A review of the French colonial policy, from the days of Champlain to those of Montcalm, develops the fact that the Indian power was one of their most effective means of offence. The great conflicts on land and ocean did not produce the most intense results; for, during all this period, extending over 150 years, 260 it was the Indian war parties and marauding expeditions, which infested the frontiers from Virginia to the small towns of New England, that committed deeds thrilling upon the senses, and frequently making the heart sick. Men, women, and children, sent unheralded into eternity, at midnight, by the war-club and scalping-knife; blazing

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tenements, cruel and prolonged captivities, death at the stake, and murder in its most horrid forms, constituted the main incidents of this epoch.

An Indian considers 100 miles but a short distance, and 1000 miles as not a long one to march, when the purpose he has in view is to glut his vengeance, or gratify himself. He is not a man who pines for the enjoyments of home, there is not much to attach him to it; to camp in the woods is his delight, and the wilderness is, comparatively, his dwelling. Time passes lightly with him, its pace never wearies him; and anything which cheats him of the very idea of its passage, is pleasant. He is always at leisure, and death itself receives a rather friendly welcome. To journey to Fort Du Quesne, Erie, Oswego, Niagara, or Quebec, for the trifling present of a gun, a blanket, or a kettle, a pound of powder, a gorget, or a flag, was, in point of enterprise, considered as nothing for an Indian chief. To him, to whom time is nothing, and wandering a pleasure, the toil is ten times overpaid by the reward. He naturally esteems gifts, and habitually loves the giver. France was, to the Indian, the beau ideal of all that was admirable in a foreign power, combining generosity with amiable manners and kindness of demeanor.

The French, by multiplying forts on the frontiers, most surely extended their influence. They had, from an early period, occupied positions on every important western river or lake; and, by taking formal possession of the Ohio valley, in 1753, they consummated a long cherished scheme, and environed the western colonies with a cincture of scorpions. Western Virginia and Pennsylvania groaned under the new inflictions of savage vengeance; and, from this time, the Indian forays on the western frontiers became incessant, being perfectly unexampled in our history for their frequency, and the cruelty, or, rather, barbarous inhumanity which characterized them; murders, ambuscades, and tortures, becoming the terror of the settlers. Not the least important feature in the policy which directed these Indian wars, was the countenance that they received from the French officials at Vincennes, Kaskaskia, Fort Chartres, Detroit, Miami, Sandusky, and other minor posts. It was these depredations, and the policy which directed them, that first brought Washington into the field.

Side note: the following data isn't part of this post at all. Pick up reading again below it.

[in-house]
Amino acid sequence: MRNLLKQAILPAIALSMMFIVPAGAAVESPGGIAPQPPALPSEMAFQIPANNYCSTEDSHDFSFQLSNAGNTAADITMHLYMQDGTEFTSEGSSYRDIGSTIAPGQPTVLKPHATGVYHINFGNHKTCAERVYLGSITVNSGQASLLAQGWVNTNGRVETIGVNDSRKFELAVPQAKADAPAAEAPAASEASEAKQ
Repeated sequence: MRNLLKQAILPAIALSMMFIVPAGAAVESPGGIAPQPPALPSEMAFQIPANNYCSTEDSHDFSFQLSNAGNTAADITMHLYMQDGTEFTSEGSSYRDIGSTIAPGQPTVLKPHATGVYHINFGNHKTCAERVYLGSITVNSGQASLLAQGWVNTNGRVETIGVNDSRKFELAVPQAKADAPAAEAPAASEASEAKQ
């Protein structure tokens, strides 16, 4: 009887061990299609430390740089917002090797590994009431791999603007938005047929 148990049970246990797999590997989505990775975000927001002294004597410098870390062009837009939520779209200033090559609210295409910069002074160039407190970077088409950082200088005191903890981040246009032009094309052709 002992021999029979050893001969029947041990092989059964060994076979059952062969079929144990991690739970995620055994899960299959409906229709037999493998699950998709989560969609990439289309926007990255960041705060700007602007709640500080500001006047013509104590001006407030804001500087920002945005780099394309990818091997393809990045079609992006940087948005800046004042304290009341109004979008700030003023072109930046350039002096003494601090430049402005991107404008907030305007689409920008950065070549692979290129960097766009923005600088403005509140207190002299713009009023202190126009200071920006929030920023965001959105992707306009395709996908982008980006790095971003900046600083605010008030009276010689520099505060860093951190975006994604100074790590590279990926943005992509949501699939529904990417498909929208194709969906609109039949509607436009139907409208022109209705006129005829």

The Gallic and Anglo-Saxon powers were now fairly pitted against each other, and it was evident that this new phasis of French aggression must soon lead to a general conflict. France or England must rule America. The British ministry had, in some measure, prepared for this struggle. The local commerce had necessitated the erection of Fort London, in the valley of Virginia. Fort Cumberland had been previously built on the Potomac, Fort Stanwix at the head of the Mohawk, Forts Anne and Edward on the sources of the Hudson, and Fort William Henry on Lake George. These formed the chief defences in the middle of the eighteenth century; and, from the close of Queen Anne's war, they were supported by occasional detachments of veteran troops, who had served under the Duke of Marlborough, and other distinguished officers. These forts served as defences to the frontiers, enabling the colonies to preserve their existence; but they were not sufficiently powerful to roll back the tide of aggression.

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Schoolcraft, Henry Rowe.. History of the Indian Tribes of the United States: Their Present Condition and Prospects, and a Sketch of Their Ancient Status. Volume 6. . Philadelphia: Lippincott, Grambo and Co, 1857. [format: book; image], [genre: government document; report]. Permission: Northern Illinois University
Persistent link to this document: http://lincoln.lib.niu.edu/file.php?file=schoolcraft6.html